Democratic Shanelle Jackson 4,848 5.3
Total votes 89,179 100.0


  1. ^ "Member Profile". State Bar of Michigan. Retrieved 2018-08-08. 
  2. ^ Schallhorn, Kaitlyn (August 8, 2018). "Meet Rashida Tlaib, who is poised to become the first Muslim woman elected to Congress". Fox News. Retrieved August 26, 2018. 
  3. ^ a b Astead W. Herndon, Rashida Tlaib, With Primary Win, Is Poised to Become First Muslim Woman in Congress, New York Times (August 8, 2018).
  4. ^ a b "With primary win, Rashida Tlaib set to become first Palestinian-American congresswoman - U.S. News". Haaretz.com. Retrieved 2018-08-08. 
  5. ^ "There Will Now Likely Be Two Democratic Socialists of America Members in Congress". The Daily Beast. 2018-08-08. Retrieved 2018-08-08. 
  6. ^ "Metro Detroit". Detroit Free Press. 2008-12-14. Retrieved 2014-02-12. [dead link]
  7. ^ "Dem would be first Muslim woman in Congress, if elected". Detroit News. February 6, 2018. Retrieved August 26, 2018. 
  8. ^ Holcomb, Anne (November 6, 2008). "Rashida Tlaib is first Muslim woman to be elected to Michigan Legislature". MLive.com. Retrieved August 26, 2018. 
  9. ^ "Protected Blog". [dead link]
  10. ^ Meyer, Nick (August 6, 2010). "Snyder, Bernero to face off in November". Arab American News. Retrieved August 26, 2018. 
  11. ^ "Rashida Tlaib, First Muslim Woman to Become a Michigan State Representative". Findingdulcinea.com. Retrieved 2014-02-12.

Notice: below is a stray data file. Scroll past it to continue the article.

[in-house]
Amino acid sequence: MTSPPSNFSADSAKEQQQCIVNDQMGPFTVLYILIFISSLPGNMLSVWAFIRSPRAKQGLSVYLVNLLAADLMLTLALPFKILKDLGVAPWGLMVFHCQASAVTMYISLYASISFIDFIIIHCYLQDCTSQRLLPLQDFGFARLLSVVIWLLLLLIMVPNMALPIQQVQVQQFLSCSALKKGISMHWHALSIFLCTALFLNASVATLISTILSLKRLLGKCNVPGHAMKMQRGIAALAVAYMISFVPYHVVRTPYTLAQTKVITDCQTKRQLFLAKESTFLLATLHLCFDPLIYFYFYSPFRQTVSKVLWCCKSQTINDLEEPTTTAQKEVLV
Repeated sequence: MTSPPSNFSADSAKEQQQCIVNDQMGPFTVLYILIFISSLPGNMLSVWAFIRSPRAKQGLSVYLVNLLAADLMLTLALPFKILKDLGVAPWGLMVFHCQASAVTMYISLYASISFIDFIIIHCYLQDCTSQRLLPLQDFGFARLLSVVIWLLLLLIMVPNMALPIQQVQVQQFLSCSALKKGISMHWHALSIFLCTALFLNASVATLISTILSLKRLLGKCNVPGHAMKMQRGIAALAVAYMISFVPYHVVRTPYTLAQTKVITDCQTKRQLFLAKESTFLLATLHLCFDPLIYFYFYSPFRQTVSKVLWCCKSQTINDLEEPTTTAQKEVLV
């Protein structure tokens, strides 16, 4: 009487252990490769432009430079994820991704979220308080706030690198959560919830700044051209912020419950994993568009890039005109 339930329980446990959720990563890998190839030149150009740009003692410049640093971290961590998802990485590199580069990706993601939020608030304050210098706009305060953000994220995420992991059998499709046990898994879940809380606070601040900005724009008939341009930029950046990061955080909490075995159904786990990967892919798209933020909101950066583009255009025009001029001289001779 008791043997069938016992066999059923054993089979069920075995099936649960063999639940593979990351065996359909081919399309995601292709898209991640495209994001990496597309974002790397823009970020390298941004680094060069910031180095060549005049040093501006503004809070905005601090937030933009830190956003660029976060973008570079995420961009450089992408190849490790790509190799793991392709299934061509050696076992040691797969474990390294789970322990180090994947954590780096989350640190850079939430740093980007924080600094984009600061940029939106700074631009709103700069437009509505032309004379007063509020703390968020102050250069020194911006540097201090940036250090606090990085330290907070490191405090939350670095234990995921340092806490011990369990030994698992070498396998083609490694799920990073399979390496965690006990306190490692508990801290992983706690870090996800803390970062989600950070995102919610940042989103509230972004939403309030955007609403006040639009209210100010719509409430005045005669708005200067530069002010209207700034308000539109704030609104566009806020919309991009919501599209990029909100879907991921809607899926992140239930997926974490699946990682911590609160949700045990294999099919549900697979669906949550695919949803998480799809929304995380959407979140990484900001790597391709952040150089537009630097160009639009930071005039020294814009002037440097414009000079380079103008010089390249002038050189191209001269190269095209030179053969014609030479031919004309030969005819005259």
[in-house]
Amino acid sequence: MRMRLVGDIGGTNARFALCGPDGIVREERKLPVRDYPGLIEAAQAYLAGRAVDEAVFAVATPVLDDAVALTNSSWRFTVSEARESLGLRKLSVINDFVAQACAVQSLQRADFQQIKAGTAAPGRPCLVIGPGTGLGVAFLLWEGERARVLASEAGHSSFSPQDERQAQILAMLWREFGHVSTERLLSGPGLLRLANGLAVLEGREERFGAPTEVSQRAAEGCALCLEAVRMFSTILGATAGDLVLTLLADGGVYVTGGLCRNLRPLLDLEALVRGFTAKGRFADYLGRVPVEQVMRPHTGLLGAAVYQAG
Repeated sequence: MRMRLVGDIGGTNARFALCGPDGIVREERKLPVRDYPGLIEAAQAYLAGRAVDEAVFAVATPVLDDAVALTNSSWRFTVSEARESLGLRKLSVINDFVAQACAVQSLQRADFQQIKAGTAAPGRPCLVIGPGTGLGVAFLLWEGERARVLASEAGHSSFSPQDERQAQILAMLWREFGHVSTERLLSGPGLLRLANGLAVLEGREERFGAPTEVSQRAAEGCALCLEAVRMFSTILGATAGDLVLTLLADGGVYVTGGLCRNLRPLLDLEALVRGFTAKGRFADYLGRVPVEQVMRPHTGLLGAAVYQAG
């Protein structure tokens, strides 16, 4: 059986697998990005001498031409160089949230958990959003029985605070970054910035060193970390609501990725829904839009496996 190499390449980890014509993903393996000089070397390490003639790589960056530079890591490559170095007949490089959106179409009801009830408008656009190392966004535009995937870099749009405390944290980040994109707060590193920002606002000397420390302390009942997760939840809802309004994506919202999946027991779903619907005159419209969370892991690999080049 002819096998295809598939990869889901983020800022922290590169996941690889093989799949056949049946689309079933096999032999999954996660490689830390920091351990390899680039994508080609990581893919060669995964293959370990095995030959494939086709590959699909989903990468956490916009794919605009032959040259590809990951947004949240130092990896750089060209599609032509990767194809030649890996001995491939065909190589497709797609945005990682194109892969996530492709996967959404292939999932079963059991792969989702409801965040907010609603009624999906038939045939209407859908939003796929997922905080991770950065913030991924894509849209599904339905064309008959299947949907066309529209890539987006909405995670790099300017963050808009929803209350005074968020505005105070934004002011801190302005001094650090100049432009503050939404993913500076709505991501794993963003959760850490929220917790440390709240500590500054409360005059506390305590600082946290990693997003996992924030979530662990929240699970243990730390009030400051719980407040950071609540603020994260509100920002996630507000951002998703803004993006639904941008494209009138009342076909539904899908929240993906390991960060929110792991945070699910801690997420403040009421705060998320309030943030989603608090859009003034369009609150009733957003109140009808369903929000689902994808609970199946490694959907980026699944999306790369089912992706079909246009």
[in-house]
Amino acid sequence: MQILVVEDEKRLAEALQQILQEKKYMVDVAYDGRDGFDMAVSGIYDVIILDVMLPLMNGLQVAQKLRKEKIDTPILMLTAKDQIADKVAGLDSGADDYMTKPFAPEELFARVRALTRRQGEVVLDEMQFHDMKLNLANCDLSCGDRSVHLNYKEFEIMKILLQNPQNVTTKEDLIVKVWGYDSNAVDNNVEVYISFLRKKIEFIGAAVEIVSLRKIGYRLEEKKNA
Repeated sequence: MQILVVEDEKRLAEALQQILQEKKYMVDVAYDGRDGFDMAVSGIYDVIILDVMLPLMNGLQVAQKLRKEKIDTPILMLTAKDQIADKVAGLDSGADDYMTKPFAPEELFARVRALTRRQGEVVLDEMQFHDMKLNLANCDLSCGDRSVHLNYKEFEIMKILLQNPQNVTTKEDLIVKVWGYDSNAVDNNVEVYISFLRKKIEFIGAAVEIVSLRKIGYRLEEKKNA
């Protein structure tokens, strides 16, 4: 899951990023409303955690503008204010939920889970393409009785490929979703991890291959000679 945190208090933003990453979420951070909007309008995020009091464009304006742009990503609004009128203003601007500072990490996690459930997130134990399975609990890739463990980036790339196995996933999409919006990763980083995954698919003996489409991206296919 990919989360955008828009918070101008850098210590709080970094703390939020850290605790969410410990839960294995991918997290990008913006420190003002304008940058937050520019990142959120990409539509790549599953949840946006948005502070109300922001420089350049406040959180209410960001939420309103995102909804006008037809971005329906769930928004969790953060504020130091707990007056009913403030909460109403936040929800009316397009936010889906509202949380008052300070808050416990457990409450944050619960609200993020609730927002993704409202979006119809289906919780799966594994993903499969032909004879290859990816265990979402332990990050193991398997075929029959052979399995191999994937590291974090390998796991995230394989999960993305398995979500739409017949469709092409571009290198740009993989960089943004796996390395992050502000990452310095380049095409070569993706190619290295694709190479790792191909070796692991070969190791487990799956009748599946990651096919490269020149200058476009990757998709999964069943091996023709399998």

12. ^ O'Brien, Maeve (March 15, 2018). "24 hours with: Rashida Tlaib, potential first Muslim congresswoman". Michigan Daily. 
  13. ^ Spangler, Todd (July 16, 2018). "Rashida Tlaib, Bill Wild lead fundraising in Detroit's congressional race". Detroit Free Press. 
  14. ^ "Michigan House District 13 Special Primary Election Results". The New York Times. August 7, 2018. 
  15. ^ "Michigan Primary Election Results: 13th House District". Retrieved 2018-08-08. 
  16. ^ Resnick, Gideon (August 8, 2018). "There Will Now Likely Be Two Democratic Socialists of America Members in Congress". The Daily Beast. Retrieved August 8, 2018. 
  17. ^ a b Robinson, Derek (10 August 2018). "Rashida Tlaib Is the Left's Way Forward". Politico. Retrieved 22 August 2018. 
  18. ^ Kelly, Erin (8 August 2018). "Six things about Rashida Tlaib, who will likely become first Muslim woman in Congress". USA Today. Retrieved 22 August 2018. 
  19. ^ a b Diaz, Elizabeth (14 August 2018). "For Rashida Tlaib, Palestinian Heritage Infuses a Detroit Sense of Community". New York Times. Retrieved 22 August 2018. 
  20. ^ Panne, Valerie Vande (August 14, 2018). "Rashida Tlaib on Democratic Socialism and Why She Supports the Palestinian Right of Return". In These Times. Retrieved August 26, 2018. 
  21. ^ Kampeas, Ron (21 August 2018). "Is Rashida Tlaib, a candidate who believes in a one-state solution, the future of the Democratic Party?". Jewish Telegraphic Agency. Retrieved 22 August 2018. 
  22. ^ Sommer, Alison Kaplan (16 August 2018). "From Two States to One: Michigan's Rashida Tlaib Shifts Position on Israel". Haaretz. Retrieved 22 August 2018. 
  23. ^ JTA (2018-08-15). "Jewish Democratic Group Slams Michigan Candidate's Vow To Cut Israeli Military Aid". The Forward. Retrieved 2018-08-21. 
  24. ^ Dillon, Kassy (2018-08-08). "Socialist Trump Heckler On Track To Become Congresswoman". Daily Wire. Retrieved 2018-08-21. 
  25. ^ Bandler, Aaron (2018-08-08). "Palestinian Congressional Candidate Has Made A Litany of Anti-Israel Statements". Jewish Journal. Retrieved 2018-08-21. 
  26. ^ Prengel, Kate (2018-08-08). "Rashida Tlaib: Is She Married? Is She Divorced? 5 Fast Facts You Need to Know". Heavy.com. Retrieved 2018-08-09. 
  27. ^ "Women behind protest at Donald Trump's Detroit speech explain motivations". Ann Arbor News. August 10, 2016. 

External links[edit]